But both inside and outside of the church, sin and idols of the culture affect our families and weaken them. Take consumerism as an example; it seeps into our families in a myriad of ways—maybe it’s the dad who is a workaholic because he thinks mainly what matters is a nice house or certain lifestyle, maybe it’s the mom who reads “Eat, Pray, Love” and decides that divorce is somehow a path to authentic self-discovery and spiritual growth. Look at nearly any idol of our culture and you’ll find that we bring it into our homes and it wrecks things.

LW: The family has been described as the ‘little church’; the ecclesiola. Does this make a difference?
Tish: Yes, our families are a microcosm of the church and part of the mission of the church. The church is our primary family. As Christians, we believe the waters of baptism are thicker than blood, so to speak. But these nuclear families God has given us take part in church life. We take our kids to church on Sunday and pass the peace and then we sit with them on a Thursday and teach them to pass the peace through the way they speak to people when they are mad or hurt. We show our kids a new kind of community formed by Jesus when they take the Eucharist and then we sit with them around our dinner tables on a Wednesday night and have to ask, “What difference does that communion meal make in this meal?” How does meeting Christ change how I listen to my kids in our daily life or how I repent or how I react to the people in my family when I’m afraid or mad or tired?

The Symposium in September is an attempt to get at these ideas in the church and help families in the church raise their children in the faith of the church. I’m excited to be there.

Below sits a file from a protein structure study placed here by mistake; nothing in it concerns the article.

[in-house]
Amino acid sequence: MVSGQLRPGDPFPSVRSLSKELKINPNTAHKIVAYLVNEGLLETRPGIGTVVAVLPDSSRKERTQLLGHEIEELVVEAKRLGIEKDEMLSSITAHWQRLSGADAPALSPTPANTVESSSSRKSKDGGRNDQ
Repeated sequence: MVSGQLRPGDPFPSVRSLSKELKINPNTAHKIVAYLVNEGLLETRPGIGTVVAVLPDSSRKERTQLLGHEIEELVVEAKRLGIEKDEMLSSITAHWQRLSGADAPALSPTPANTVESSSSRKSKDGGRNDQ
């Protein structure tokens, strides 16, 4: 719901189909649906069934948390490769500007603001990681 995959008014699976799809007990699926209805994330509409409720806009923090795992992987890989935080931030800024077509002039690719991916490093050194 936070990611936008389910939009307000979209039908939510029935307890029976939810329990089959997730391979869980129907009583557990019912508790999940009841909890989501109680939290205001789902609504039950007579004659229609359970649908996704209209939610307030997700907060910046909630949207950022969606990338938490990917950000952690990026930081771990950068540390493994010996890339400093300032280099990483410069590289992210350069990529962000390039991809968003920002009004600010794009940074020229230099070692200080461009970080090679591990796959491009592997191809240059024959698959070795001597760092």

LW: You are part of an Anglican church plant in Austin. How is that going? Are you seeing many families look for the kind of church you are working with?

Tish: I love Resurrection South Austin so much that it is almost irrational. Our head priest, Shawn Screen Shot 2016-08-21 at 3.57.01 AMMcCain, is forming such an amazing leadership culture there and working on a priest team with my husband, Jonathan, and Fr. Perry has been a total blessing. This year’s theme of the church is Family and we are really looking at how the church is a family—that our nuclear families are important but that singles, widows, kids are all part of each other in our church family. To me, Resurrection South Austin really feels like a family, and we have a lot of young families there but also a lot of older folks and singles, who all care for each other. I went out a few weekends ago with some women and around the table sat women who worked and women who were stay-at-home moms, women who had gray hair with women who just graduated from college, black women and white women. I sat in awe of all these women and was so grateful that I share this family with them.

LW: Tish Harrison, thanks for the time. We are looking forward to the release of your book.

 

 

 

 

By | 2017-01-19T05:59:16+00:00 August 22nd, 2016|Anglicanism, Culture, Interview, Pastoral Ministry|1 Comment

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One Comment

  1. Mark Modesti August 22, 2016 at 7:15 am

    Such an important example of the kind of voice we need in the church and in the world. Love the “everyday” approach. So often our faith feels most real in the mountaintop or desert experieinces, but perhaps its the everyday exercise of it that tempers our reaction to those two extremes.

    I look forward to this book!